Judas' Gift

The current (Christmas) issue of the London Review of Books features a one-page essay by writer and psychoanalyst (psychoanalyst writer?), Adam Phillips.

The last essay I read by Phillips, In Praise of Difficult Children, was - what other word can I use except 'brilliant'? From that can be unpacked: Insightful, thought-provoking, reassuring... Well it is the same of this current one, Judas' Gift. (There have been others in the LRB etween In Praise of ... and this one, which were also most of the above.) But perhaps there is a link between In Praise Of and Judas' Gift.

The latter lays out the elements of betrayal and then repositions them using the world's most famous traitor, Judas.

Phillips asks the reader to consider ourselves a betrayer; not just that, but to embrace it for what it could represent. It is Bob Dylan who is used to open this topic, though, and his betrayal of acoustic at Manchester's Free Trade Hall. Dylan had the audacity to greet his loyal followers with the electric guitar. When a fan shouted "Judas", Dylan 'responded by instructing his band to 'play fucking loud''.

Dylan's act of treachery, Phillips says, enabled his artistic growth. It was needed to service innovation. Many fans left that concert asking themselves WTF!? Yet Jesus didn't say the same of Judas - for Judas's act was needed in order to drive the plot line forward, bringing about Jesus's ultimate purpose.

Jesus knew who he could trust to betray him.

Yet it is a different betrayal from Dylan and his 'followers', who would be forced to reject their hero (why have heroes?), anf find a new one who would remain traditionally, well, traditional; safe. Or they would stick with Dylan - 'read' his music as the evolution of a musician they love(d).

Love demands so much - namely that of accepting change. Of both knowing - and waiting to feel - the need that our loved ones or those whom we've grown attached to - that others have to be true to themselves, which inevitably means betraying others. It also means recognising that we too will have to betray - that we will need to be true to ourselves in many different ways.

Phillips goes further. He asks just what was Judas doing in betraying Jesus. Why was he doing it? 'In betraying someone or something one is protecting someone or something else. And that someone or something else is of real value'.

For Dylan he was protecting his artistic growth ahead of the future monies and approval of his fans.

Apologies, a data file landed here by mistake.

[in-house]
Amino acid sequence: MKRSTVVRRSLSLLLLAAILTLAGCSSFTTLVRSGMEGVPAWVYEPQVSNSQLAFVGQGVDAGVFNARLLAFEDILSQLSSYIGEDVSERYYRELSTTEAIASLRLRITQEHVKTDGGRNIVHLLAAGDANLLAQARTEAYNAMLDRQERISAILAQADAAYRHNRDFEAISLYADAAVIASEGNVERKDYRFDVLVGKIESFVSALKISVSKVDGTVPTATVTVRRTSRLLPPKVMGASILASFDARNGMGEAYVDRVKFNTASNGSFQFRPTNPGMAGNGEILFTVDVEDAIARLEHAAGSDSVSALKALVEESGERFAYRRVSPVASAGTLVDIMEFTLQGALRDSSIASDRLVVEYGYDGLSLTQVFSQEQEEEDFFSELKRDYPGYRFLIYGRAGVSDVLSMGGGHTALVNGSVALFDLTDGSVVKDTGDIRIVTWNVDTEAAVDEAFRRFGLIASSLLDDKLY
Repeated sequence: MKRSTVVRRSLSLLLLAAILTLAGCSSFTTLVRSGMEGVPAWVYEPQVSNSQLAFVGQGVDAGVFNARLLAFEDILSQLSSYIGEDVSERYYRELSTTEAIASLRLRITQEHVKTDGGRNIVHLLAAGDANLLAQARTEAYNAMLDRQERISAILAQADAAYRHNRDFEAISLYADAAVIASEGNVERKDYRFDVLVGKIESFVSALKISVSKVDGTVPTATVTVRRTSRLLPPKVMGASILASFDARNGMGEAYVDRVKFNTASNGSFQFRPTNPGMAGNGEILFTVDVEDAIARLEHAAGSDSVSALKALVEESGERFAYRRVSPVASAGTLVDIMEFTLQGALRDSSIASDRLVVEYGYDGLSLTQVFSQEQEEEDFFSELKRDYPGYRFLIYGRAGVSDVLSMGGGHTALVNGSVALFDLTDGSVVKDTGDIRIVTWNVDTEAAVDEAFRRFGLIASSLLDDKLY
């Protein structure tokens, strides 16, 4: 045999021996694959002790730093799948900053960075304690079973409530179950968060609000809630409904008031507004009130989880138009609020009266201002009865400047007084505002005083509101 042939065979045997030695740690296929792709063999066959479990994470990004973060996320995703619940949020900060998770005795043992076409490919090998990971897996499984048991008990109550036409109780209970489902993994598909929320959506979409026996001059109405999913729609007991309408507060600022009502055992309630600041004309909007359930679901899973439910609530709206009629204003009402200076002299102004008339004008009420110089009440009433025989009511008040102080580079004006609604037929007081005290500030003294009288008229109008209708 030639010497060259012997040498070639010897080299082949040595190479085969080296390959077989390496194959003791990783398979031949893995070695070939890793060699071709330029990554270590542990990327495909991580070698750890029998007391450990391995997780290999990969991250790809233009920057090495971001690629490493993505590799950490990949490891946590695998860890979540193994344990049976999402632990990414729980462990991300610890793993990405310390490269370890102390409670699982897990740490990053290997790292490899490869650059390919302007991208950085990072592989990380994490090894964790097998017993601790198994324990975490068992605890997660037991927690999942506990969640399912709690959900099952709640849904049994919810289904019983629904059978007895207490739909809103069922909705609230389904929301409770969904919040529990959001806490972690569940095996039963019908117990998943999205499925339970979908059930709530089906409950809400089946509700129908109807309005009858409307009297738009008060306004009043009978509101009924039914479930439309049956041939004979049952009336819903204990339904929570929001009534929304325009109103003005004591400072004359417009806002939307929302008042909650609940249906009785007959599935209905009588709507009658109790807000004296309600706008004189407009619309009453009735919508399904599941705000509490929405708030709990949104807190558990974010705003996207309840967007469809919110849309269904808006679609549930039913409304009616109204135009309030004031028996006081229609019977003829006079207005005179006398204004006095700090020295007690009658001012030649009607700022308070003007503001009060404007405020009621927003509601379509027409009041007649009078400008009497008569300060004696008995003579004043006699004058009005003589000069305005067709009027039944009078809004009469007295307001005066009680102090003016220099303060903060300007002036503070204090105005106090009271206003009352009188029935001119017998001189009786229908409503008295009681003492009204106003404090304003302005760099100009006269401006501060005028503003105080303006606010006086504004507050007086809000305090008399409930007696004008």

For Jesus and Judas Phillips asks what Judas had that gave him a priviledged position 'what did Judas have that the other disciples didn't that Jesus could use to transform himself'.

Dylan needed to lose or to obtain the disapproval of his fans in order to fully enter the new terrain. In sticking to the safety of a horde of followers who will accept only one type of music
(and with it - for many - the adherence to acoustic which represented a whole set of values) he was also removing himself - or attempting to - as their god.
Perhaps.
There are many ways of reading it.
We all have our own instances. Yes, it's one of the most painful things. Betrayal by others is twinned with rage. And underneath that, ineffable sadness; insecurity; loss. Grief.

And yet life asks - of we are to live it fully and progressively - that we time and time again trust a few people. Who then, in many ways, let us down. And then we have to try and restore ourselves and repeat. And be prepared to betray others when it is absolutely necessary. Despite writing all this I don't fully understand - at a gut level - the impact that betrayal - my own and others - has had on my life and what the fear of confronting or executing more of it - 'really means'. I suppose it has a lot to do with the 'difficult child' within each of us - the one who wants to forge its own path yet still wants 'a way home'. Yet, as Phillips also includes, we have to be prepared to be in a place with 'no direction home'. It is also timely, at this time of ear, not because of Jesus and judas, but because of the 'call home' at this time of e year; of the duty to take up old roles; old dynamics. Perhaps next year - maybe even tomorrow - demands innovation; needs to stop using the old radar.

Location:Train from Manchester to Cardiff

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